Languages

The Sunset Isles are a gabble of myriad different languages, all brought hence by the refugees in their flight from their homelands. Mingled with these are the tongues of the native sentients of the Isles, for all that few humans make much of an effort to learn them.

The "Common" tongue of the Isles is Low Imperial, the language favored in the Ninefold Celestial Empire before the coming of the Red Tide. All characters are assumed to be passably fluent in this language as a default, and while it becomes less common the further north one goes, it can still be relied upon as an effective trade language. The script of the language is a set of two dozen alphabetical characters, commonly written with an inkbrush.

A somewhat rarer tongue is Court Imperial, a variety of the common language notable for its refinement, elegance, and needless complexity. While a speaker of Low Imperial can generally understand the gist of a Court Imperial sentence, it requires little effort on the latter speaker's part to become completely incomprehensible to their social inferiors. Compounding this is the three thousand pictogram written form of the language, which is entirely impenetrable to one not versed in its subtleties. Court Imperial is jealously maintained by the scholars and princely ones of Xian as a court language, and all serious courtiers find it necessary to master it early.

The nonhuman races all share mutually intelligible tongues, and the dwarves of Altgrimmr can be easily understood by their northern brethren in Angrimmr despite the regional accents. Elves, gnomes, and halflings have preserved their own native tongues, albeit almost all nonhumans who spend any time in human company learn Low Imperial to communicate. The goblinoid races all share a single tongue, with orcs, bugbears, goblins, and hobgoblins all speaking a language they call "Shakuntal", the "speech of the god" that they claim fathered them. A written form of this language exists, but it is rarely known outside of the tribal priestesses and witch-women.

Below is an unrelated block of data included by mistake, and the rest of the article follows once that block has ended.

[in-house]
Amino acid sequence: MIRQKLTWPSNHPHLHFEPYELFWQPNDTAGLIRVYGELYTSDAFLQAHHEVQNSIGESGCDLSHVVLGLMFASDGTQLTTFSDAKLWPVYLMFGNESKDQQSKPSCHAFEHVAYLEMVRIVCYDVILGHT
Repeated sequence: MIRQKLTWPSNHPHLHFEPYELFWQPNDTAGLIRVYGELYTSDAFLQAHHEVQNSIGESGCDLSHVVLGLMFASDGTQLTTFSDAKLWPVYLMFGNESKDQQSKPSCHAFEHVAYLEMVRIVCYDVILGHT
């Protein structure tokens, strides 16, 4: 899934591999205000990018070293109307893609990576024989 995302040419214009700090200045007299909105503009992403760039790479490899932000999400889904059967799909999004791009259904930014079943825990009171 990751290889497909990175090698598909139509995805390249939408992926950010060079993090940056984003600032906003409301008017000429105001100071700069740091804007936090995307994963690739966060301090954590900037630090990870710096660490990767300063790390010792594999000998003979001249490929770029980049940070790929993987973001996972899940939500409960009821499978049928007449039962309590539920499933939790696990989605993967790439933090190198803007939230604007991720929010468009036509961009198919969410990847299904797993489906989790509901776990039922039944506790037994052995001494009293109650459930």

Elvish is one nonhuman language that has a particular split in its users. Traditional Elven is an extremely harsh, guttural language to human ears, with some orations sounding rather like a keg full of gravel rolling down a mountainside on its way to murder the listener's children. Indeed, Old Elven has over a dozen different pronunciation tones for the voiceless velar fricative "ch". Some Elven Creeds of more aesthetic bent deplore the harshness of Old Elven and have agitated for a sound transposition set known as "High Elven" for its supposedly superior beauty and flowing, liquid sound. Elven speakers can understand both dialects perfectly well, but outsiders are occasionally confused as to why one elf sounds as if he's speaking harp while the other one is answering him in tones that would make an orc's throat bleed.

The various human nations all brought their own tongues with them, though only Skandrvol, the tongue of Nordheim has any great currency. The tongues of Eirengard, Gadaal, and Eshkanti are the most common of the other refugee languages, but even those are almost never more than a folk-tongue preserved for speaking with kith and kin. Only in the most isolated and homogeneous villages do enough native speakers remain to make such speech a language of daily use.

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